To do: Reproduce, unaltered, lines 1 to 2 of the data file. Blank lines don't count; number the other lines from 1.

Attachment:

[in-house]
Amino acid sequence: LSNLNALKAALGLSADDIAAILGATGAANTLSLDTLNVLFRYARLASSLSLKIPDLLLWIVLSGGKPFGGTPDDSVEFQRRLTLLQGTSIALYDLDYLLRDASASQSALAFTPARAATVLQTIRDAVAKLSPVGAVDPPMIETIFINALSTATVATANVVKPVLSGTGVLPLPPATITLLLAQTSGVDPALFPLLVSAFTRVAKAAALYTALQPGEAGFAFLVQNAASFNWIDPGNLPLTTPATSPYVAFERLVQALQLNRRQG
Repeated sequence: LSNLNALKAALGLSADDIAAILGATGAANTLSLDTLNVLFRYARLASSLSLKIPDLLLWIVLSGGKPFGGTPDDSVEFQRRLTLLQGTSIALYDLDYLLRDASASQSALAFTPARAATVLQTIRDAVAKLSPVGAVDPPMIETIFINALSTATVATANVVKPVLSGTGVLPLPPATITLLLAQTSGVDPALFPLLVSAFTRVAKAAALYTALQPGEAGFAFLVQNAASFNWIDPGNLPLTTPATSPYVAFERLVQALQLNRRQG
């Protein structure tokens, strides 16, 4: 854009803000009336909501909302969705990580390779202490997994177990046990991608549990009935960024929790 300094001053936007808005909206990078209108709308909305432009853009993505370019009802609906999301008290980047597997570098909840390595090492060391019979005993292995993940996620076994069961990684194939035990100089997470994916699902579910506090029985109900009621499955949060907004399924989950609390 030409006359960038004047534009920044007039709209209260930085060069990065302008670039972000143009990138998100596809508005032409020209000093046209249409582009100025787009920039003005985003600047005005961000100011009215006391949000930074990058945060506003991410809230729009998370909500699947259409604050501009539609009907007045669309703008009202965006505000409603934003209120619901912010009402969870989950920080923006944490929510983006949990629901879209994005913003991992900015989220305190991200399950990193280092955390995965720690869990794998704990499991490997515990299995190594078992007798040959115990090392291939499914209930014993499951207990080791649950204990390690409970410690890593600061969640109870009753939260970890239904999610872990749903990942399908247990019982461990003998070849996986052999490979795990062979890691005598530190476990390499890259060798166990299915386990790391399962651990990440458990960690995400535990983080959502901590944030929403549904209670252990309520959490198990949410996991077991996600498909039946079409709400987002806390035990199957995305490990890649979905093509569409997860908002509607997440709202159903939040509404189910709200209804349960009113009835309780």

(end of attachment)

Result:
[in-house]
Amino acid sequence: LSNLNALKAALGLSADDIAAILGATGAANTLSLDTLNVLFRYARLASSLSLKIPDLLLWIVLSGGKPFGGTPDDSVEFQRRLTLLQGTSIALYDLDYLLRDASASQSALAFTPARAATVLQTIRDAVAKLSPVGAVDPPMIETIFINALSTATVATANVVKPVLSGTGVLPLPPATITLLLAQTSGVDPALFPLLVSAFTRVAKAAALYTALQPGEAGFAFLVQNAASFNWIDPGNLPLTTPATSPYVAFERLVQALQLNRRQG